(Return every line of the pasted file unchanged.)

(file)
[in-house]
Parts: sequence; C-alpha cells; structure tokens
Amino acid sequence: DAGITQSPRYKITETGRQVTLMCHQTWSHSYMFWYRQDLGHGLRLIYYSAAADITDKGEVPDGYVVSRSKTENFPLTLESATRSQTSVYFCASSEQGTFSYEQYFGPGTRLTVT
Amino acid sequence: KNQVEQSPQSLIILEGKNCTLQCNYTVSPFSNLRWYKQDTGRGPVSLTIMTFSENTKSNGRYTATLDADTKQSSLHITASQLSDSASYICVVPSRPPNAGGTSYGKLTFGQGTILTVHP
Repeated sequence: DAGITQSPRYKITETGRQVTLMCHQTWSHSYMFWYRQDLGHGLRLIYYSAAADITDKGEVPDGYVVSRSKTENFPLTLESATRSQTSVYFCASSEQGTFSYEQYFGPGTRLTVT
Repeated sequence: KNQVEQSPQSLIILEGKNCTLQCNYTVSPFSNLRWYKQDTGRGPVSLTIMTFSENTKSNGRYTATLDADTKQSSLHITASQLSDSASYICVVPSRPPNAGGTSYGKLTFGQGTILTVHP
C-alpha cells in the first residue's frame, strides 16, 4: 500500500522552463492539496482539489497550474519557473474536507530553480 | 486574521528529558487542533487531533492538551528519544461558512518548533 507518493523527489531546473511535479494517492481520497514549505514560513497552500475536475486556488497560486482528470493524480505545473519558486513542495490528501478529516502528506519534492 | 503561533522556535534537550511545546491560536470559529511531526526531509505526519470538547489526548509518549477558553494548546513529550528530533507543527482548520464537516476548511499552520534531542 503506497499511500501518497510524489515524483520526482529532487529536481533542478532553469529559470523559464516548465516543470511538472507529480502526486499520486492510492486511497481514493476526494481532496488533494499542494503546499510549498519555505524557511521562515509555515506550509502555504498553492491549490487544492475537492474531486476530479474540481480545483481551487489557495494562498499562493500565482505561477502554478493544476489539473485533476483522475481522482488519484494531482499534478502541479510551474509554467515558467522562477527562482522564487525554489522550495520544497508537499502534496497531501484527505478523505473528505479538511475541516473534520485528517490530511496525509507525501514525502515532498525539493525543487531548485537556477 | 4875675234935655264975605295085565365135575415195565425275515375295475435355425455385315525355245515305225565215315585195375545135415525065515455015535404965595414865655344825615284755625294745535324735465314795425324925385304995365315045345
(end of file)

[in-house]
Parts: sequence; C-alpha cells; structure tokens
Amino acid sequence: DAGITQSPRYKITETGRQVTLMCHQTWSHSYMFWYRQDLGHGLRLIYYSAAADITDKGEVPDGYVVSRSKTENFPLTLESATRSQTSVYFCASSEQGTFSYEQYFGPGTRLTVT
Amino acid sequence: KNQVEQSPQSLIILEGKNCTLQCNYTVSPFSNLRWYKQDTGRGPVSLTIMTFSENTKSNGRYTATLDADTKQSSLHITASQLSDSASYICVVPSRPPNAGGTSYGKLTFGQGTILTVHP
Repeated sequence: DAGITQSPRYKITETGRQVTLMCHQTWSHSYMFWYRQDLGHGLRLIYYSAAADITDKGEVPDGYVVSRSKTENFPLTLESATRSQTSVYFCASSEQGTFSYEQYFGPGTRLTVT
Repeated sequence: KNQVEQSPQSLIILEGKNCTLQCNYTVSPFSNLRWYKQDTGRGPVSLTIMTFSENTKSNGRYTATLDADTKQSSLHITASQLSDSASYICVVPSRPPNAGGTSYGKLTFGQGTILTVHP
C-alpha cells in the first residue's frame, strides 16, 4: 500500500522552463492539496482539489497550474519557473474536507530553480 | 486574521528529558487542533487531533492538551528519544461558512518548533 507518493523527489531546473511535479494517492481520497514549505514560513497552500475536475486556488497560486482528470493524480505545473519558486513542495490528501478529516502528506519534492 | 503561533522556535534537550511545546491560536470559529511531526526531509505526519470538547489526548509518549477558553494548546513529550528530533507543527482548520464537516476548511499552520534531542 503506497499511500501518497510524489515524483520526482529532487529536481533542478532553469529559470523559464516548465516543470511538472507529480502526486499520486492510492486511497481514493476526494481532496488533494499542494503546499510549498519555505524557511521562515509555515506550509502555504498553492491549490487544492475537492474531486476530479474540481480545483481551487489557495494562498499562493500565482505561477502554478493544476489539473485533476483522475481522482488519484494531482499534478502541479510551474509554467515558467522562477527562482522564487525554489522550495520544497508537499502534496497531501484527505478523505473528505479538511475541516473534520485528517490530511496525509507525501514525502515532498525539493525543487531548485537556477 | 4875675234935655264975605295085565365135575415195565425275515375295475435355425455385315525355245515305225565215315585195375545135415525065515455015535404965595414865655344825615284755625294745535324735465314795425324925385304995365315045345